Ability Weavers Adds Handwoven Towels to Their Line

Selection of towels. Photo courtesy of Ability Weavers.

In October 2017, Ability Weavers ventured into offering a new product.  Since then, hand-woven towels have become a hit.  The once basic design has evolved into selections of various colors, designs, and patterns.  This new challenge for Weavers has become an important step in learning new skills.

Photo courtesy of Ability Weavers.

The Idea
According to Beryl Bartkus, owner of Ability Weavers, “Towels are a more complex weaving process and require even more skill than the heavy-duty fabrics used to weave rugs.”  She felt it was time to challenge some of her more experienced weavers with the new product.  In addition to a more complex process of weaving, there are additional steps required when making towels including gluing, cutting, pressing, hemming, soaking, washing, trimming, and labeling.  And this doesn’t include dressing the loom, or preparing it for use.  

The process started with a couple of Weavers who were interested in learning the new process.  Currently, most of the Weavers are making towels in addition to rugs, table runners, and other products.  This new product has allowed those employed at Ability Weavers to advance their skills.  Bartkus believes in continually challenging her Weavers.  She doesn’t want to just provide a job where they can be successful.  She wants to teach them new skills.  

A loom must be dressed prior to the start of any project.

The Process
Any loom being used to make a product must be “dressed” prior to use.  Warp threads, or those lengthwise in the towel, are loaded onto the loom.  The warp is wound onto the loom and then threaded, one piece at a time, through small eye holes.  This task is typically done with two people to ensure threading is done properly.  The dressing process can take 6-7 hours to complete, depending on the number of towels which will be produced and how complex the pattern of the towel will be.  

Ability Weavers is using two looms for making towels.  They are both 4 harness looms, which are more complex than the 2 harness ones used when making rugs.  The additional harnesses allows for more complex patterns and designs.  

Towel looms are also light duty compared to those used in making rugs.  A more delicate touch is needed when creating a towel so the loom used does not need to be as sturdy.  The threads can be pushed together tightly without as much force needed to make a rug.  

The majority of the towels weaved are made from 100% cotton yarns.  They are extremely soft and highly absorbent.  They’ll even continue to soften with use and washing and will last for years.  Bartkus believes once customers try a hand-woven towel they won’t want to use a commercially manufactured towel again.

Hand towels start at $18. Available stock continuously changes.

It can take 30-45 minutes to weave a simple towel or 2-3 hours for a more complicated pattern.  The twill towel is the easiest to make and is also the most popular.  Two Weavers are currently able to help Bartkus with threading looms and six Weavers are able to weave towels.  Additionally, co-owner and husband, Eric Bartkus has been on hand to help dress looms.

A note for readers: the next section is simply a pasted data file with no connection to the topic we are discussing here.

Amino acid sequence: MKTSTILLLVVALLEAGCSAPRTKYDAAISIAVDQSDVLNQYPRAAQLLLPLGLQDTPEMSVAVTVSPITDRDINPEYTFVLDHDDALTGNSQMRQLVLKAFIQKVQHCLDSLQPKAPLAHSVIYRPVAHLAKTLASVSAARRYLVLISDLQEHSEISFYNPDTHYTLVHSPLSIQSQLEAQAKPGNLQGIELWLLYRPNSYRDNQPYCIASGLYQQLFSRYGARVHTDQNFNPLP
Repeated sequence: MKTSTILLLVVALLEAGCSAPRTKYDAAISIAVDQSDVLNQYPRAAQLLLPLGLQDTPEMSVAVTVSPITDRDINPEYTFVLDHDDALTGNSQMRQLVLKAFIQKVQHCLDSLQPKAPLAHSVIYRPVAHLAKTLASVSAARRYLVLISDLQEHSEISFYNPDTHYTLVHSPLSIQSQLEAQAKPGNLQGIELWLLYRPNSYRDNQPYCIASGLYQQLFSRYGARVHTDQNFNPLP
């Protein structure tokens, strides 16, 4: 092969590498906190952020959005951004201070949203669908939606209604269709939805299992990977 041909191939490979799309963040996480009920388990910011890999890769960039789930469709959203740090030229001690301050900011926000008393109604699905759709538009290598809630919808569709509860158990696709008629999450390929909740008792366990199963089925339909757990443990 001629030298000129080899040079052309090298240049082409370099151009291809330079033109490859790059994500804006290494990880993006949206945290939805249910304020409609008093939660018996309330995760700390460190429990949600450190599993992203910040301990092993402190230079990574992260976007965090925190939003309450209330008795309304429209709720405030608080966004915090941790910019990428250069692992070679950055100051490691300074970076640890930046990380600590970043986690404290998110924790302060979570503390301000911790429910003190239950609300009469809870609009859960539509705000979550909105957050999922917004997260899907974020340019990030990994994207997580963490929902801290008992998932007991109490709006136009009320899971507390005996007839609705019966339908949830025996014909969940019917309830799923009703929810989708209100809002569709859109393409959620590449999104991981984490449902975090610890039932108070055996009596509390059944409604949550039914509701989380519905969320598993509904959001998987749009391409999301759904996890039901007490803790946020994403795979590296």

The two looms being used to make towels were donated.  Bartkus says, “We are especially thankful to the families that donated each of our looms.  One came to us for the U.P.  [and] the other was donated by a family right here in Lowell.  These beautiful looms have allowed our Weavers to attain new skills, and broadened the scope of products we create.”  The generosity of individuals and businesses through donations like this and of yarn and fabric enable more money to be spent hiring additional Weavers.    

Hand towels start at $18.  Custom orders are also taken for this and additional products offered in the retail store.

Photo courtesy of Ability Weavers.

Providing Gainful Employment
Ability Weavers has 10 hired Weavers and seven volunteers making products and running the store.  Individuals with developmental disabilities, mostly autism, are able to have a job, learn and work with peers, and be challenged.  They are proud of their work and are eager to show it off and explain the process of using a loom.  

A hand towel with a more complex pattern. Photo courtesy of Ability Weavers.

Bartkus is proud of her Weavers and how far they’ve come.  All profits are used solely to hire more weavers.  Bartkus does not take anything for herself, working as a volunteer.  Weave Your Own classes are held every Thursday and Saturday.  Customers are able to make their own rug or table runner, with guidance from Weavers.  It’s a fun experience which will also give those who participate a better understanding and respect for Ability Weavers’ employees.  

Ability Weavers is located at 215 West Main and is open Tuesday, Friday, and Saturday 10am-5pm and Thursday 2pm-7pm.  Visit their Facebook page to keep up to date on new products, events, and more.

1 Comment

  1. Congratulations on a beautiful and useful product! Next time I am in Lowell I will look forward to visiting your shop.
    Caroll (a traditional rag rug and towel weaver from the Upper Peninsula)

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